These narrative poems by Sarah Hymas will accompany you on your journey along Crosby Beach.
They capture changes in coastal processes, land use, shoreline management and observation techniques.
Read the poems, listen to the author (click the map symbols or open the tabs below), and view the photo gallery.
Times are when wind can break a gull’s wing
bomb out channels and surge water the height of a bus.
I repeat, stampede on the remains of war, a torn city
dropped from a great height,
sift through the kitchen sinks, marble fireplaces
to find remnants of where I might belong
in a land that erodes as fast as my fumbling.
I am the storm that turns battering inward
when homes are lost, hurl bricks and plume sea
skyward, to remember I am here, with you, always,
in some force that could stroke a cheek or rip your ear.
Listen. I am here. My utterances fall quiet and distant
the further inland you leave me. But I am somewhere
if not with you. A radar sometimes sweeping the beach
monitoring my tracks, my stealth, my glinting eye.
I am fire in the water, see, here, and here, sparks
waiting to ignite, like the sun each dawn,
juggling starlings on the Irish Sea
playing skip on the steps at every spring tide
and gotcha with the coastguard shutters
on a suggestion of my tower-high wave spray.
I bide my time, flying wet-tongued and dry.
What is not here is somewhere: wind on a still day
floods when it’s dry, the sun in moonlight, and
those of us who bear the names on these benches.
We echo with those corrugations of sand.
The weight of memory scarcely shuffles the lines
deepening each day, so a passer-by
might not notice each shift of stiffened feature
born on the wash of tide up the beach
unfolding as data to the aerial audits. A coarse harmony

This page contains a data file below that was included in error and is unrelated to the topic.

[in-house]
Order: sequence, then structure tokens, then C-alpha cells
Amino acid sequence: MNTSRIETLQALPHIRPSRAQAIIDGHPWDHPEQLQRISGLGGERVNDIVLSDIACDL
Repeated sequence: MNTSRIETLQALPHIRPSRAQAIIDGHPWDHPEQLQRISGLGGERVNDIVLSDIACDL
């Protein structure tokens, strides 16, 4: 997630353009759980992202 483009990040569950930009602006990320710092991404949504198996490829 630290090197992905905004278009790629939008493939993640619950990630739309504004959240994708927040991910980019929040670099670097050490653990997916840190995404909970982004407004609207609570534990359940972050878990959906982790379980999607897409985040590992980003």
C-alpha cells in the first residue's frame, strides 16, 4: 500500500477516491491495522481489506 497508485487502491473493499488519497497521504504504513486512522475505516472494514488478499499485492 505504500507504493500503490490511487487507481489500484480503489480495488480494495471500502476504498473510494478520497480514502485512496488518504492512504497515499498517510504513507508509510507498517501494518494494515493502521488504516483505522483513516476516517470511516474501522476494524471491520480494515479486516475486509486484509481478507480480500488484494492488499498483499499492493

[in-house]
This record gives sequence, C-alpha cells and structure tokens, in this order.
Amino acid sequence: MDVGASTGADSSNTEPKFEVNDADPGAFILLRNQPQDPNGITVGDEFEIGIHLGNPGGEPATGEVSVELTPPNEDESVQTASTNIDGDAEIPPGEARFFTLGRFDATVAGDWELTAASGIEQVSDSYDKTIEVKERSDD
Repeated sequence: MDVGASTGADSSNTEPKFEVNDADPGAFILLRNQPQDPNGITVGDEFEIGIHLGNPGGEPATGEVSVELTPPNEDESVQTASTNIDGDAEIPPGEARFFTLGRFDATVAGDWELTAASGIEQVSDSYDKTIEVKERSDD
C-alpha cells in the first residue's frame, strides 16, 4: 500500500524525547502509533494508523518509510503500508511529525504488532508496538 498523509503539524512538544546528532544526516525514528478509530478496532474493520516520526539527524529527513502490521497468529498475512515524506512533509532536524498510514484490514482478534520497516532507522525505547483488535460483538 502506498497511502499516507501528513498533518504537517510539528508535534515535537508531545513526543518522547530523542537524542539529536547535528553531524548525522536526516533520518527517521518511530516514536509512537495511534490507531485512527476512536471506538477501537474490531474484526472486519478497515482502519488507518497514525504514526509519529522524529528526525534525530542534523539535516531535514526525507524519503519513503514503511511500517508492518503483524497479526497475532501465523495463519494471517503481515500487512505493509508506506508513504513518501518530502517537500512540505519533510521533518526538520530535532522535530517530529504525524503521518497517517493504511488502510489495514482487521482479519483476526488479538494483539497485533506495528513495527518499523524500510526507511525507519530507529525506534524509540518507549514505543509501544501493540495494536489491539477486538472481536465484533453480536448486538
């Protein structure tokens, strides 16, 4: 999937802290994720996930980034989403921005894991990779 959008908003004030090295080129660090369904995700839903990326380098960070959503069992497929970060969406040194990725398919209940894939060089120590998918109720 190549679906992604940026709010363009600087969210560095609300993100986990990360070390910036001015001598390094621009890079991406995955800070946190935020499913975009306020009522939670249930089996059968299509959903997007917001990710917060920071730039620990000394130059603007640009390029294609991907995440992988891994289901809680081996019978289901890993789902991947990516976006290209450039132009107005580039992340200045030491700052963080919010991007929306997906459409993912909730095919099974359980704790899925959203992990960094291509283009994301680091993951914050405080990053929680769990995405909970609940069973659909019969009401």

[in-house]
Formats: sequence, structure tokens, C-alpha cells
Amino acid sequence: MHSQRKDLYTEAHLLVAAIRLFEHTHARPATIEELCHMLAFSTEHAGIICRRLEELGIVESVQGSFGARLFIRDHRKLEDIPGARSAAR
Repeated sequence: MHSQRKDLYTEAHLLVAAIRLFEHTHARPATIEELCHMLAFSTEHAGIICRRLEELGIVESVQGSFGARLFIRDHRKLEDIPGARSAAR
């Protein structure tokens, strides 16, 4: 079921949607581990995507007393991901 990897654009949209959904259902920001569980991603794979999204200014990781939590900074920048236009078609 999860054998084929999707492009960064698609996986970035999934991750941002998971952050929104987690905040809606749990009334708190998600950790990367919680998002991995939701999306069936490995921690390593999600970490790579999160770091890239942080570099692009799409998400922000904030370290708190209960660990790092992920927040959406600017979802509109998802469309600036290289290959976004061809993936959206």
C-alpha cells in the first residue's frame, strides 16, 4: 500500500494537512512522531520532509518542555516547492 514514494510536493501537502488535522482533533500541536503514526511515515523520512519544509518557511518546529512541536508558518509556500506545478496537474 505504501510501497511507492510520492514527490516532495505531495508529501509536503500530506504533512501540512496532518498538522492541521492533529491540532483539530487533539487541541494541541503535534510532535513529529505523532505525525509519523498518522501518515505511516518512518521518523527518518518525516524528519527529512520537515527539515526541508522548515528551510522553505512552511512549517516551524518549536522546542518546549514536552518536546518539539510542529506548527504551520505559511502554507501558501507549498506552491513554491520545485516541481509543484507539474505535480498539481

with our song carried higher than the lark’s distraction,
higher than the wind’s chorus turned silent
without resistance. Listen ― with the softness of your body
listen ― to the relentless quietness running amok
on the splutter of sealime grass, the dash of vetch
or the plundering root of plantain. Remember us
when you watch the pumping of sand eels by fishermen.
And remember if you can something of our venting
on the wind, something of the whistle in your ear.
A cacophony of life rising from the grit, ground
from all the years that make this day and tomorrow.
Unseen as the internal tide sluicing from the timbers
within the seawall sighing under your feet.
Dark is where I am most animated
where I have all the potential in the world.
I am by turns bewilderness
and fascination. Half land, half sea.
Tremors above and below
in deepening shadows
sometimes evident sometimes not―
my sludge from the ocean floor,
edges flesh thick. I fight your desire to go on
rather than back. I mudflat, I sandflat, I foot trap.
To map my evolving elevation to map my topography.
To map me. Mudflat, sandflat, foot trap.
My body is from many seas. Adrift
on the sediment, with runnels I swing.
How to trust my bathymetric height
when I squirm deeper than can be seen.
How to trust what I say, turning promises to threat,